Proud moment here: Amelia’s original poem has been published in the 2012 poetry collection “Talented” from the America Library of Poetry. She is letting me publish it here, too. Enjoy! Read more
I wrote this poem just a little over twenty years ago… a day before my 26th birthday, and a few weeks before Beth and I were married in Greenville, Illinois. It’s quite amusing to me that I mentioned feeling like I was 46, as that’s the age I am now; for the record, it feels very different than I guessed it would at that time. The good news is, it’s even better than I expected.
Twenty-Five and Going
by Roger Darnell
I’ve put off the great Chinese thinkers
for another year, at least.
Taken up being a fiancee.
Read a lot of Bukowski. That was a good idea.
Feel like I’m forty-six, only
My poetry stacked up… sort of thin.
The 25-year-old poet was buried.
But so was the 24-year-old. So what?
The word years is losing significance.
On an abacus it would mean beads.
On my awakeness, it means
Memories, feelings, fears, understandings.
My mom gave me some of her work. A lot of it.
I think that means something. Praised me –
in a letter, not the poetry — as being a good man.
Now that’s something. I don’t care who you are –
that’s something. I’m getting married. Think it’ll be
something, also. Proud. I’d admit it.
And going! Going now, as the pen pauses…
by Roger Darnell
There could be a
limerick or something
something quick and terse –
But I just want to say
everything’s going so fast;
you know, not in every way…
but in most,
it really is.
Can’t say much more
Although I can fit in
thanks, and graciousness,
and pay attentions.
When I wrote the following poem nearly 24 years ago, I had never even seen a salamander. Still, it instantly became one of my favorites, so you can imagine how excited I was to discover salamanders in our back yard when we moved to North Carolina back in 2001. Both Amelia and Riley have grown up catching and loving them, too. Enjoy!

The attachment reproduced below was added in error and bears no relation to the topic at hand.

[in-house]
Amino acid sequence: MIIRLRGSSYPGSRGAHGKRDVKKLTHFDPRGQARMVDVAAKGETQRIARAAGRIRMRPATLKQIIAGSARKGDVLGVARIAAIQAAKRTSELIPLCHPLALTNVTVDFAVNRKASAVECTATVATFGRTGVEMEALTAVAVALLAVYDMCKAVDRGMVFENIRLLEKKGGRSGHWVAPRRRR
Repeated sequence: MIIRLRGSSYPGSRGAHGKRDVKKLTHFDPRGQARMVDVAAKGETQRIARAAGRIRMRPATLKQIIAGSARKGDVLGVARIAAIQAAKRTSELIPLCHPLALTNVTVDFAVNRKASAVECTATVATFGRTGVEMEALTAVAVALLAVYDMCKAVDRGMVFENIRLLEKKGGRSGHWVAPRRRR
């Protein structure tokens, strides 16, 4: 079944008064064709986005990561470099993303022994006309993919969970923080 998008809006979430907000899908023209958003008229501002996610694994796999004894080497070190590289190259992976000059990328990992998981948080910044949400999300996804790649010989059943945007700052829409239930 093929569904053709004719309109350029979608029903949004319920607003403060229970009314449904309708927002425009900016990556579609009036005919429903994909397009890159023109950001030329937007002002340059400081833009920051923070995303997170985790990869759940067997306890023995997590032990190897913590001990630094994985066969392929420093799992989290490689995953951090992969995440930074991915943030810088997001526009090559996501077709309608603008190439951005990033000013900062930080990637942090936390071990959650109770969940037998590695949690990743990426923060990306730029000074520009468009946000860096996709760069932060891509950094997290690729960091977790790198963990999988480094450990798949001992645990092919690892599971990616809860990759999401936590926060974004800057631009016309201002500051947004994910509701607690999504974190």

by Roger Darnell
sal•a•man•der n. a mythological reptile resembling the lizard, that was said to live in fire.
“Being must be felt. It can’t be thought.” ― Eckhart Tolle
Like you and everyone else of course, when it comes down to essential facts, I have my parents to thank for my existence. Following on through with my countdown ‘Ramble’ project, I end (for now) this shared journey. These words complete a poetic arc for yours truly, and looking ahead, I am aiming to write and produce new works you will find to be flat-out fascinating.
At this point in my life, I have grown to love the act of writing a poem. It’s most sacred to me… Read more
More than ten years ago, after relocating to the Blue Ridge Mountains and making final preparations for parenthood (we actally studied The Bradley Method), Beth and I launched into this current phase of our love story. Experiencing life’s joys and sorrows together over the next couple of years, while diligently tending to my business and supporting personal projects for many members of the family, I wondered what was to come for the creative writer. In 2002, I made up an answer, in the form of a new writing project named Ramble. In it, I aimed to address my personal challenges, write simply and seek new focus. From the beginning, these words have appeared at the top: “This document will hopefully grow in the weeks ahead to represent a journey: the rediscovery of the writer inside a person caught up in his life as businessman, husband and parent.”
Going mostly on instinct, I limited each line to 38 characters, wrote the first entry 73 lines long, and planned to make each subsequent verse one line shorter. If all went as hoped, I figured the final line would be something significant, even if most of the others might be forgettable.